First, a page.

If “True Blue” is a changeup, “Show Me How to Live” is high heat for a sword. Like the former song, Audioslave’s rocker expresses a desire to know more about oneself, though it is expressed as a plea for mercy rather than a desire for company. From the beginning — Audioslave, as you may have noticed, has the best intros — Morello welcomes listeners with an inviting guitar strum, a precursor to yet another exceptional performance set to yet another heavy drum line by Wilk. This track distinguishes itself by… well, by having Cornell absolutely scream his head off — to great effect, I might add. It’s very, very hard to compete with that.

Verdict: Dacus and the boys put up a great fight here, but Cornell brings his out pitch and has them for a swinging strikeout.

 

Insanity

Shadow on the Sun” by Audioslave vs. “Not Strong Enough” by boygenius

A strumming guitar sets a tense scene, ready to explode. Something in Cornell’s voice evokes the same tension as he laments the loss of a shared consciousness. Predictably, the catharsis is reached in the chorus. Cornell unleashes his powerful range with a strong guitar volley behind him, fueled by excellent performances by Commerford and Morello. The Morello solo is as fantastic as you would expect it to be.

Like the two previous matchups, the boys’ offering has a similar theme as “Shadow on the Sun,” but a different take on it. The latter features Cornell singing about “how people go insane;” the former is about the narrator being insane. “I don’t know why I am the way I am,” sing Baker and Bridgers. Both have signature performances showcasing stunning vocal ranges and insightful lyricism — oh, and the harmonies are otherworldly. The Best Rock Song of 2023 deserved all of the accolades it got and more.

Verdict: “Shadow on the Sun” is an awesome song, but there’s a difference between being awesome and being the best rock song in any particular year. The gap between “Not Strong Enough” and “Shadow” is an example of that difference.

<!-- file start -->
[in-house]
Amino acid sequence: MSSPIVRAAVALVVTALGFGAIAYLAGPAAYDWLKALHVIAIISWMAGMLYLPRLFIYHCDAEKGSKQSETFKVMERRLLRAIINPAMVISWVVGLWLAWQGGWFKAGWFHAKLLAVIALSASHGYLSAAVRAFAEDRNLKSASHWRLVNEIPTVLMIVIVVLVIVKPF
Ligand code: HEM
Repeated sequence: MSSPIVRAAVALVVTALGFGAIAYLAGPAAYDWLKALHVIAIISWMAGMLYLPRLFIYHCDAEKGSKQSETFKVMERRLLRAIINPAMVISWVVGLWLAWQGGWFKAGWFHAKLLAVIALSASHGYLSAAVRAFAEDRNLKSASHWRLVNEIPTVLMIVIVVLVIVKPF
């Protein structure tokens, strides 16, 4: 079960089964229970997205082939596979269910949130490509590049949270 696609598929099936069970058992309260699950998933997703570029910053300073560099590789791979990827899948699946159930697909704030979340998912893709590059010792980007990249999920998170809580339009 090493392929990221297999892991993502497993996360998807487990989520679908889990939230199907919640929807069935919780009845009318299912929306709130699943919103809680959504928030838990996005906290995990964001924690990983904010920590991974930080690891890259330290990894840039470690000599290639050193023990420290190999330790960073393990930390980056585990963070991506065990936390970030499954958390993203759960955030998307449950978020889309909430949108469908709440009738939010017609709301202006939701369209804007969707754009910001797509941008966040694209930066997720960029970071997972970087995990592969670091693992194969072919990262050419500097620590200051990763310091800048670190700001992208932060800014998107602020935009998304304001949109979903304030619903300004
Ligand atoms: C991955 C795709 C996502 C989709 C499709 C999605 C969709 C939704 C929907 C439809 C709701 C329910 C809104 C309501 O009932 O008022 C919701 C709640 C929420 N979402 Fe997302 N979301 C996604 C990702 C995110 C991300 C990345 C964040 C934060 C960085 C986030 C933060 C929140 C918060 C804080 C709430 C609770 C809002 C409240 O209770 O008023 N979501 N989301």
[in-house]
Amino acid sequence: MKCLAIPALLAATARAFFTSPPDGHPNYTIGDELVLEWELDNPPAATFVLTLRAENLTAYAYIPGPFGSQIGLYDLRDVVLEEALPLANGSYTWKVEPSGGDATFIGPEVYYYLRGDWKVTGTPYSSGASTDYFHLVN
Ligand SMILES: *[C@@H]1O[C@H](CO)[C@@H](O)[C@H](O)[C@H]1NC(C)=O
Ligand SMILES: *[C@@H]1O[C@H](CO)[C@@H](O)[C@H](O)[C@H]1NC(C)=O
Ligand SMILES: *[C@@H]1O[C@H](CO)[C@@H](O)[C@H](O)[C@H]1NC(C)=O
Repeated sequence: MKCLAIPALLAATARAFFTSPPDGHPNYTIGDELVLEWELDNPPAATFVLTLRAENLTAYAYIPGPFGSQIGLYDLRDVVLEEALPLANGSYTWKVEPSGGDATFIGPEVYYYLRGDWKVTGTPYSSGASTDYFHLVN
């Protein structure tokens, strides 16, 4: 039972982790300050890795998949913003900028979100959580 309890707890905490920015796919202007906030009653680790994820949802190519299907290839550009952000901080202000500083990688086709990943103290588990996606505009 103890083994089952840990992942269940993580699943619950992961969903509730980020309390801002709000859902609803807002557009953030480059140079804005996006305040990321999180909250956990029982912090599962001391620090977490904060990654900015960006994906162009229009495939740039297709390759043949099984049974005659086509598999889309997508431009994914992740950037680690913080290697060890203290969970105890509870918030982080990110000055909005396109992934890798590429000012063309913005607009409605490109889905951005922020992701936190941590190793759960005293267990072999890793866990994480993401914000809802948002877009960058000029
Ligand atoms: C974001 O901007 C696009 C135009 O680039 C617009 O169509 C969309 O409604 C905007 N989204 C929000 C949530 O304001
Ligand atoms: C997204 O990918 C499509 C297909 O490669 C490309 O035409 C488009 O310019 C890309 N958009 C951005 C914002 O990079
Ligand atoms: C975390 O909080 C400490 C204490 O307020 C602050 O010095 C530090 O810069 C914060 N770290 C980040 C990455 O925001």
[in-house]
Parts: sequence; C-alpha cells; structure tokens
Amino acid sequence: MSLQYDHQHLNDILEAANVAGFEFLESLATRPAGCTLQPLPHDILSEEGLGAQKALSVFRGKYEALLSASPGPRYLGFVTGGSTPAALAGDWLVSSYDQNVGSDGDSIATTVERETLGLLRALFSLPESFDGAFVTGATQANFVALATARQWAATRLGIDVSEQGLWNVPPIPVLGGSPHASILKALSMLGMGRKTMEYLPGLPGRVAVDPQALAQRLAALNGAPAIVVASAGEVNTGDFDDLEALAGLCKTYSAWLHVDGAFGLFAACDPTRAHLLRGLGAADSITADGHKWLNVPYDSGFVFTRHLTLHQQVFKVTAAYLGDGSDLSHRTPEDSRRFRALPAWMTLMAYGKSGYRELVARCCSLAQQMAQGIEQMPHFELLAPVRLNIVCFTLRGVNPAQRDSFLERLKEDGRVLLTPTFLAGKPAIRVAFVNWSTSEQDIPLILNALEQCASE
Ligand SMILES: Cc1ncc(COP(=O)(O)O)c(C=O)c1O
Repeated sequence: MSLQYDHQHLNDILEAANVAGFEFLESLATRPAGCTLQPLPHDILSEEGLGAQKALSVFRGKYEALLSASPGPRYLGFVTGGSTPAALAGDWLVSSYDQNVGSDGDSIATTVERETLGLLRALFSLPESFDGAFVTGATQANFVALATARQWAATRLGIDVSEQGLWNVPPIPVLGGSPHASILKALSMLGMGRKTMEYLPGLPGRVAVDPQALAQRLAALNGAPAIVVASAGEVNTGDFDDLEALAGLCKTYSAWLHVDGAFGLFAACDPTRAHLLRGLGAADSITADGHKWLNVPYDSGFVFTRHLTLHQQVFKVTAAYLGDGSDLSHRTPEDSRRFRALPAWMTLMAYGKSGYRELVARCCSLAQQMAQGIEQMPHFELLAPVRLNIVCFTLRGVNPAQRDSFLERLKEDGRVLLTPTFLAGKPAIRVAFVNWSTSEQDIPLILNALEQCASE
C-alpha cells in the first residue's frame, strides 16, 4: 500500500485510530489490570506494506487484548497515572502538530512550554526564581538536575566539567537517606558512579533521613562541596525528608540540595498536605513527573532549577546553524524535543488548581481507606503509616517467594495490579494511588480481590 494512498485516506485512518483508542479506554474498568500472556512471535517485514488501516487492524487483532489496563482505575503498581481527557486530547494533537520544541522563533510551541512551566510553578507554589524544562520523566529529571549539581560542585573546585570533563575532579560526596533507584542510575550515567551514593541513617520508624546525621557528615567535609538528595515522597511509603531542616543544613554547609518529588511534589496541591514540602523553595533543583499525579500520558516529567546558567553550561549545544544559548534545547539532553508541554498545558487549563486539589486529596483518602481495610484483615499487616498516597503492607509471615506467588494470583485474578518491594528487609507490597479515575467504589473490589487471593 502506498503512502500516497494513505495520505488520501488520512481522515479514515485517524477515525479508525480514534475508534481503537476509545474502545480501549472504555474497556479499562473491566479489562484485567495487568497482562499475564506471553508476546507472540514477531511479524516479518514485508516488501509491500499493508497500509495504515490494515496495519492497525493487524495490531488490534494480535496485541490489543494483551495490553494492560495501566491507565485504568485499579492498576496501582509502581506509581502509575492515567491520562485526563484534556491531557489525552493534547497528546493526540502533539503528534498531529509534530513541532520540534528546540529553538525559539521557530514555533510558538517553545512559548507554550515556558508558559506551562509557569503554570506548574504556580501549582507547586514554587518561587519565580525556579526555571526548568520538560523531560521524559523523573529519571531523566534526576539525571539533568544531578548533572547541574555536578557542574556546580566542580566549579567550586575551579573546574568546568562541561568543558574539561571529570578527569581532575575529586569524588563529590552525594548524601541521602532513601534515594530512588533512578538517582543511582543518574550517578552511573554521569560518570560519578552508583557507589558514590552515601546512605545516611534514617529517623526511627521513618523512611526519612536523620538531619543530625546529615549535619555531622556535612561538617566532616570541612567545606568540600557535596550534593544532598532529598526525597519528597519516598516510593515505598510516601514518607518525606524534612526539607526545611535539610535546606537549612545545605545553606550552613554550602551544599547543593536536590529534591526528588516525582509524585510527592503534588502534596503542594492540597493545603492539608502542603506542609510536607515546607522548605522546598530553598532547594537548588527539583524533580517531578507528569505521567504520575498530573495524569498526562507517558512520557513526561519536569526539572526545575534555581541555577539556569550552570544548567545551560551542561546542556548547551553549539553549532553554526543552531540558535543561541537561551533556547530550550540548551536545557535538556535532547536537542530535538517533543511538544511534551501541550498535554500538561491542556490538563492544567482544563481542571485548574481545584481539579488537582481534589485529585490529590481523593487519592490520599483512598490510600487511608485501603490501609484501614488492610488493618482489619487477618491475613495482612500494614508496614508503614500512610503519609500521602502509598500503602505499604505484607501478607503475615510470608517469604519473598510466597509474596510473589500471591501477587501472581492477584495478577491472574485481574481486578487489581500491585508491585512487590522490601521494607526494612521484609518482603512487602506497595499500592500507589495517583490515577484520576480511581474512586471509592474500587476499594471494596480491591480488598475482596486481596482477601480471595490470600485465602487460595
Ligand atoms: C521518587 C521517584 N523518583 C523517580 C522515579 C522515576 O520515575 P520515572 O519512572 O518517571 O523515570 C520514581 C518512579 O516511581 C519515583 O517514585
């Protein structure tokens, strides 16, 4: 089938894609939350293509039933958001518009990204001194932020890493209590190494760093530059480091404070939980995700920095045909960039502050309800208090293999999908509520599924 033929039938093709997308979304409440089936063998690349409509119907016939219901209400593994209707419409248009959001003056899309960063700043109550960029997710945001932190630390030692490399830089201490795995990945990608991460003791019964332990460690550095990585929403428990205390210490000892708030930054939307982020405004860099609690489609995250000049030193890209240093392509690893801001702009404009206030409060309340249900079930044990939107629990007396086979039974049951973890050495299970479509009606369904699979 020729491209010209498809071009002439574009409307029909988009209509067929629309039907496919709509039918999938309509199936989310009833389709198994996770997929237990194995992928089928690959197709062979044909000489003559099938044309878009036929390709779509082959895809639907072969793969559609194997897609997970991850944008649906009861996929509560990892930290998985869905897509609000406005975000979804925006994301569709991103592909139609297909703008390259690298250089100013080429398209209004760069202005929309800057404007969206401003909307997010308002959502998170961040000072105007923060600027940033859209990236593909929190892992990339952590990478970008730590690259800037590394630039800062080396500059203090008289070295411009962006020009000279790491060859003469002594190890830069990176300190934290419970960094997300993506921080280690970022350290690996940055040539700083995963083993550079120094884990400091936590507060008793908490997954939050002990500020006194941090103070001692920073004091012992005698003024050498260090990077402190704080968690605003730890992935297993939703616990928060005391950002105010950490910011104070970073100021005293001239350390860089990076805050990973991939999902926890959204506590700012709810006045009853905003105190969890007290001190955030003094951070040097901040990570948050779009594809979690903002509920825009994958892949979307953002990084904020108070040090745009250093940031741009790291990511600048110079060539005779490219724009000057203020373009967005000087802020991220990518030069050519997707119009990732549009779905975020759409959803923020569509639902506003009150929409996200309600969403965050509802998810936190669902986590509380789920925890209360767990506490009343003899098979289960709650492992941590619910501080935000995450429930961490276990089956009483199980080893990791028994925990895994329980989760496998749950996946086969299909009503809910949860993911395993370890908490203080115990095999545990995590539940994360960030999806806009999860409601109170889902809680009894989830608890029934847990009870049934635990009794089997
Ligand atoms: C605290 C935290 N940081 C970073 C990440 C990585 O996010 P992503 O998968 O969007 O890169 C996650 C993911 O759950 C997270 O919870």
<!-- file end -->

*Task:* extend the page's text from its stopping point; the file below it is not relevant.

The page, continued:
Supremacy

Audioslave brought a standard rock formula with an ubertalented lineup, a combination which naturally resulted in one of the best albums of the aughts. They weren’t different from other supergroups in many ways, they were just better. However, as much of a cliché as it’s become, boygenius really have redefined what a supergroup can be. Where most supergroups show less cohesion than “natural” counterparts, the synergy of the boys is unmatched. At the end of the day, that’s why Audioslave just can’t keep up with “the record” — not because Morello, Wilk, Commerford and Cornell didn’t show up, but because they only mesh unusually well, not preternaturally well. They didn’t have a chance against the world’s most musical book club.

The Pathfinder rates “Audioslave” an 8/10 and “the record” a 9/10.

 

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About the Contributor
Will Gonsior, Staff Writer
Pronouns: he/him Grade: 11 Years on staff: 2 What is your favorite piece of literature? "The Count of Monte Cristo." Who is your hero? Borgs. If you could only eat one thing for the rest of your life, what would it be? Lowkey apples tho.
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  • M

    mikalah owensFeb 29, 2024 at 10:26 am

    Will!! This is such a good article! (This made me want to 1v1 you when it comes to music journalism because of how smart the idea to write this was). You did both bands justice:) i <3 chris cornell

    Reply
    • W

      Will GonsiorMar 2, 2024 at 5:22 pm

      Thank you, Mikalah! This means so much coming from you!

      Reply
  • S

    Serena LiuFeb 21, 2024 at 1:34 pm

    This is so good Will! The more familiar I become with your game, the more impressed I am!

    Reply